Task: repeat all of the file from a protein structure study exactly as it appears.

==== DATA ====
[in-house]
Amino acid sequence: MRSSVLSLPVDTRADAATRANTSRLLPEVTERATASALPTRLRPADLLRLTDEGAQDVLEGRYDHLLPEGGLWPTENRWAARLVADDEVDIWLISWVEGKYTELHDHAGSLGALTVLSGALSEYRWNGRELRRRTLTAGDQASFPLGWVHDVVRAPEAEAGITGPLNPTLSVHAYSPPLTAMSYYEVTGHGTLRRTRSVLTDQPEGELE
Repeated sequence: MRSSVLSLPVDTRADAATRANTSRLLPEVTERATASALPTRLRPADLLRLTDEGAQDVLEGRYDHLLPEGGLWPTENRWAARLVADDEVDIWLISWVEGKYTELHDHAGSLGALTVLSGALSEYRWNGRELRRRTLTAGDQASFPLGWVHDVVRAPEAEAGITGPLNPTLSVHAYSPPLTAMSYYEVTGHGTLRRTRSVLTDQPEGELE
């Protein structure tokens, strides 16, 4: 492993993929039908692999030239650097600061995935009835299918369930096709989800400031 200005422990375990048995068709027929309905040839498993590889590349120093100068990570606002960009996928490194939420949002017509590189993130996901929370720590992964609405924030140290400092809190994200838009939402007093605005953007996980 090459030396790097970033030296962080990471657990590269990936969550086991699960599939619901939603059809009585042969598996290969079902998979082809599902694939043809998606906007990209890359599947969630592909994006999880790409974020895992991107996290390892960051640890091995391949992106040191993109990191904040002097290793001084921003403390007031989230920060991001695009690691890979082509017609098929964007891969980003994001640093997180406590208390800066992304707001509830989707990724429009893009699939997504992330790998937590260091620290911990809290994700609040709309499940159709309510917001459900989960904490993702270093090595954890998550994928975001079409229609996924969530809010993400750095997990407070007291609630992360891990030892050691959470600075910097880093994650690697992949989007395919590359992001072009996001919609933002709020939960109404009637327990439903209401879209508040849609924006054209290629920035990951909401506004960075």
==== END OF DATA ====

[in-house]
Amino acid sequence: MRSSVLSLPVDTRADAATRANTSRLLPEVTERATASALPTRLRPADLLRLTDEGAQDVLEGRYDHLLPEGGLWPTENRWAARLVADDEVDIWLISWVEGKYTELHDHAGSLGALTVLSGALSEYRWNGRELRRRTLTAGDQASFPLGWVHDVVRAPEAEAGITGPLNPTLSVHAYSPPLTAMSYYEVTGHGTLRRTRSVLTDQPEGELE
Repeated sequence: MRSSVLSLPVDTRADAATRANTSRLLPEVTERATASALPTRLRPADLLRLTDEGAQDVLEGRYDHLLPEGGLWPTENRWAARLVADDEVDIWLISWVEGKYTELHDHAGSLGALTVLSGALSEYRWNGRELRRRTLTAGDQASFPLGWVHDVVRAPEAEAGITGPLNPTLSVHAYSPPLTAMSYYEVTGHGTLRRTRSVLTDQPEGELE
């Protein structure tokens, strides 16, 4: 492993993929039908692999030239650097600061995935009835299918369930096709989800400031 200005422990375990048995068709027929309905040839498993590889590349120093100068990570606002960009996928490194939420949002017509590189993130996901929370720590992964609405924030140290400092809190994200838009939402007093605005953007996980 090459030396790097970033030296962080990471657990590269990936969550086991699960599939619901939603059809009585042969598996290969079902998979082809599902694939043809998606906007990209890359599947969630592909994006999880790409974020895992991107996290390892960051640890091995391949992106040191993109990191904040002097290793001084921003403390007031989230920060991001695009690691890979082509017609098929964007891969980003994001640093997180406590208390800066992304707001509830989707990724429009893009699939997504992330790998937590260091620290911990809290994700609040709309499940159709309510917001459900989960904490993702270093090595954890998550994928975001079409229609996924969530809010993400750095997990407070007291609630992360891990030892050691959470600075910097880093994650690697992949989007395919590359992001072009996001919609933002709020939960109404009637327990439903209401879209508040849609924006054209290629920035990951909401506004960075």